By hitting okay and proceeding to my site, you are agreeing to your data being used in this way.
Today, if all has gone to plan at the end of the day I’ll mix myself a Christmas cocktail before getting ready for a homemade curry night, because I’ll be done for Christmas. One of the most important things about being self employed is knowing when to take a break, and every Christmas I try to take two weeks off with a couple of work days in the middle to deal with anything urgent so I can come back refreshed in the New Year.
Yes, partly this is so that I can take a break, but it is also so that I can enjoy all the Christmas cooking and baking that I want to do that is nothing to do with ‘work’, just making the treats and dishes I fancy either out of the seasons new food magazine issues, or festive recipes I’ve bookmarked among my massive cookbook collection.
Unsurprisingly, what I made last year usually makes it into this years Christmas Kitchen. On Wednesday I posted the Truffled Mushroom Pate we made for vegetarian lunch guests a few days before Christmas, and this year I’m sharing two festive cookies that I made not once, but twice last Christmas: these super-addictive German Cinnamon Stars, and todays recipe for Russian Biscuit Cake, or Chocolate Kolbasa, or Chocolate Salami. Whatever you want to cook it, it is the ultimate delicious, customisable, chocolatey treat to keep in the fridge this Christmas.
Adapted from the fantastic post-Soviet cookbook Kachka: A Return To Russian Cooking(ad) who put toasted hazelnuts and broken biscuits in their chocolate kolbasa, here I’ve given it a festive twist adding chopped pistachios and pieces of crystallised ginger to my broken digestive pieces in this fudgy, condensed-milk based fridge treat.
This easy no-bake Russian Biscuit Cake is studded with crystallised ginger and toasted pistachios – the perfect sweet treat to keep stashed in the fridge over the festive period.
6 digestive biscuits
75g (2 1/2 oz) crystallised ginger
25g (3/4 oz) toasted pistachios
55g (2 oz) unsalted butter
80g (2 3/4 oz) condensed milk
40g (1 1/2 oz) plain chocolate, chopped
1/2 tbsp cocoa powder
1/2 tsp flaky sea salt
Break the biscuits up into small pieces, each no bigger than 1 cm. Roughly chop the crystallised ginger and pistachios to about the same size, and transfer everything to a large mixing bowl. Set aside.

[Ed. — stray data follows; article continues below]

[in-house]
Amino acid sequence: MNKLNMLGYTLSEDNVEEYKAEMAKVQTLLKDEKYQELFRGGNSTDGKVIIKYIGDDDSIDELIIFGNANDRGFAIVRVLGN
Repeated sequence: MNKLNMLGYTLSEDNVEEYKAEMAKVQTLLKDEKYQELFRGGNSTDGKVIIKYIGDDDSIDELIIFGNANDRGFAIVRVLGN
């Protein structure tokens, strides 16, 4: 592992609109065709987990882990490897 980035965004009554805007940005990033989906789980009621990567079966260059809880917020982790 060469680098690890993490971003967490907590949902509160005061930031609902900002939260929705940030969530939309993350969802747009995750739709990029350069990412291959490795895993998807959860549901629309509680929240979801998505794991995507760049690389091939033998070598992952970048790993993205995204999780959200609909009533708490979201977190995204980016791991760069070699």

Melt the butter over a low heat in a small saucepan. Whisk in the condensed milk, followed by the chopped chocolate. Whisk until the chocolate has melted. Whisk in the cocoa and the salt, and remove from the heat.
Pour the chocolate mixture over the biscuit mixture and stir well so that everything is well coated in the chocolate mixture. Set aside to cool for 15 minutes.
Meanwhile, lay a large piece of foil down on a clean worktop, and lay a clean piece of baking parchment on top.
Scrape the mixture onto the prepared baking parchment and shape it into a sort of log. Using the foil, but making sure not to wrap it into the sausage, wrap the biscuit cake tightly into a log shape, rolling it along the worktop to keep it round, and using the foil to scrunch the ends and keep everything sealed and tight.
Chill the log for at least two hours, checking half way through that it has not gone flat at the bottom and you don’t need to roll it again inside the foil to keep it round!
Sieve a good amount of icing sugar onto a large flat plate or platter big enough for the biscuit cake. Unwrap the sausage and roll it in the icing sugar until it is well coated. Slice into thick coins of at least 1 1/2 cm, and keep chilled. Consume within a week.
My newsletter, ingredient, takes a deep dive into a different ingredient - unusual, basic or seasonal - every month delivering stories, histories and most importantly recipes right into your inbox. It's your new favourite food magazine column, but in email form!
One Pan Pescatarian: 100 Delicious Dinners – Veggie, Vegan, Fish
My second cookbook contains 100 delicious dinner recipes, all of which are either vegetarian, vegan or which celebrate fish and seafood - all cooked in either one pot or one pan.*